Plasmid-mediated AmpC b-lactamases in Enterobacteriaceae lacking a chromosomal ampC gene and E. coli: prevalence at a Swiss university hospital and distribution of the different molecular types in the northern part of Switzerland
Abstract number: 1733_525
Adler H., Fenner L., Hohler D., Frei R.
Objectives: (1) to determine the prevalence of plasmid-mediated AmpC b-lactamases in isolates of Enterobacteriaceae lacking a chromosomal ampC gene and E. coli at the University Hospital Basel. (2) to determine which types of plasmid-mediated AmpC b-lactamases occur in the northern part of Switzerland.
Methods: Between January 27 and September 27, 2006, a total of 2,100 consecutive clinical isolates of E. coli and Enterobacteriaceae naturally lacking a chromosomal ampC gene were screened for resistance to cefoxitin with the disk diffusion test. Furthermore, clinical isolates suspected to harbour a plasmid-mediated AmpC b-lactamase were collected from laboratories in the northern part of Switzerland. Multiplex AmpC PCR (Perez-Perez and Hanson, 2002, J Clin Microbiol 40: 215362) was performed on all cefoxitin-resistant isolates. The ampC genes of the PCR-positive isolates were sequenced.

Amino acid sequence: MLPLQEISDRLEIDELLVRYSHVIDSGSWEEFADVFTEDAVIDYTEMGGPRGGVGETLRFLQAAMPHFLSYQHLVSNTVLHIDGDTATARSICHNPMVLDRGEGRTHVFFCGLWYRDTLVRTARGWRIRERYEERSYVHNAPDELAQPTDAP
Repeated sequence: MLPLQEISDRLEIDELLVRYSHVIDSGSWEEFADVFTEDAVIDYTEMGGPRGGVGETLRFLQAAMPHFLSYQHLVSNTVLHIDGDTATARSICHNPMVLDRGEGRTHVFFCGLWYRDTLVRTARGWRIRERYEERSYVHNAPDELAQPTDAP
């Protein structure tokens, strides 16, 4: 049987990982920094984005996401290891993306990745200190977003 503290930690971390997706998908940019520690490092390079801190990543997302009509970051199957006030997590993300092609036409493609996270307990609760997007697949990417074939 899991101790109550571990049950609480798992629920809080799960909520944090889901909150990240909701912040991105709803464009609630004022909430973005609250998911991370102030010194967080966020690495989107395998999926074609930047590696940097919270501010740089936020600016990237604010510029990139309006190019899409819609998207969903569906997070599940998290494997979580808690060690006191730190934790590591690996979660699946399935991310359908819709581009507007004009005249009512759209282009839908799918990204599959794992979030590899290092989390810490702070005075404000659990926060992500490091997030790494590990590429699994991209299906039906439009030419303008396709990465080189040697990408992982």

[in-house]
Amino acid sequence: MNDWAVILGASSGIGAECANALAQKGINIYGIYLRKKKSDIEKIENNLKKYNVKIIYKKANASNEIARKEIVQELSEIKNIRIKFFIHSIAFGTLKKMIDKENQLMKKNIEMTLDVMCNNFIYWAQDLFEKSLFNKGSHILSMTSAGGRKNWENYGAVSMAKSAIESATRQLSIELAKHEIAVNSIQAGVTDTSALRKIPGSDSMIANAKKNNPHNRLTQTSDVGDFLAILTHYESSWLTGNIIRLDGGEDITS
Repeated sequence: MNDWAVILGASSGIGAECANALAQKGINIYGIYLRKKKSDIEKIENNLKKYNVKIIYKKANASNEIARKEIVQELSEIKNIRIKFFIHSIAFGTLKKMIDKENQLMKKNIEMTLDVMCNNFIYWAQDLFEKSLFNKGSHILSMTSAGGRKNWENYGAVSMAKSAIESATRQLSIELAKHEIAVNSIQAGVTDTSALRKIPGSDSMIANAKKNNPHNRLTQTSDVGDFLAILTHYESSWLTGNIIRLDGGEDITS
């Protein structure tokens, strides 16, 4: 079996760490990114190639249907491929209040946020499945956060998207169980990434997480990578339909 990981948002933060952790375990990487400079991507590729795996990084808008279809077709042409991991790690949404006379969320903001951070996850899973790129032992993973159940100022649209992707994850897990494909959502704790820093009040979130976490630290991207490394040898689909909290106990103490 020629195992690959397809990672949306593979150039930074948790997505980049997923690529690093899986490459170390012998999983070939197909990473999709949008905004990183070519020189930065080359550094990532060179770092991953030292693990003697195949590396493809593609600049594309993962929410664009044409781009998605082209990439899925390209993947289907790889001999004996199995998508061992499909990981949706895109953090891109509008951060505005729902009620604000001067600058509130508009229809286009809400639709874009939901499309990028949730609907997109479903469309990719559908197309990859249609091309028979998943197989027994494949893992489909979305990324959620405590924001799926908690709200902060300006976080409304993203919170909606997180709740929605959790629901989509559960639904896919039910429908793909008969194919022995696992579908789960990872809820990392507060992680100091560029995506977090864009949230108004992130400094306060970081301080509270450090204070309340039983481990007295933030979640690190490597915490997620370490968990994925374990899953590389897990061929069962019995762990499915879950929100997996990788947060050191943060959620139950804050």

Results: (1) One hundred of the consecutive clinical isolates were cefoxitin-resistant. Plasmid mediated AmpC b-lactamases were found in three isolates of E. coli. Thus, the prevalence of plasmid-mediated AmpC b-lactamases was 0.14%. (2) Plasmid-mediated AmpC b-lactamases were found in 16 isolates from 5 laboratories in the northerm part of Switzerland. Thirteen of the isolates were E. coli, 2 were Klebsiella pneumoniae and one was Proteus mirabilis. CMY-2 and CMY-2 like AmpC b-lactamases were detected in 11 isolates of E. coli, 2 isolates of K. pneumoniae and one isolate of P. mirabilis. DHA-1 was detected in 2 isolates of E. coli.
Conclusion: (1) The prevalence of 0.14% of plasmid-mediated AmpC b-lactamases in Enterobacteriaceae lacking a chromosomal ampC-gene plus E. coli at the University Hospital Basel is very low. (2) CMY-2 and CMY-2 like AmpC b-lactamases are the predominant plasmid-mediated AmpC b-lactamases (87.5%) in the northern part of Switzerland. DHA-1 was the only other AmpC b-lactamase that was found (12.5%).
|Session name:||European Society of Clinical Microbiology and Infectious Diseases|
|Location:||ICC, Munich, Germany|
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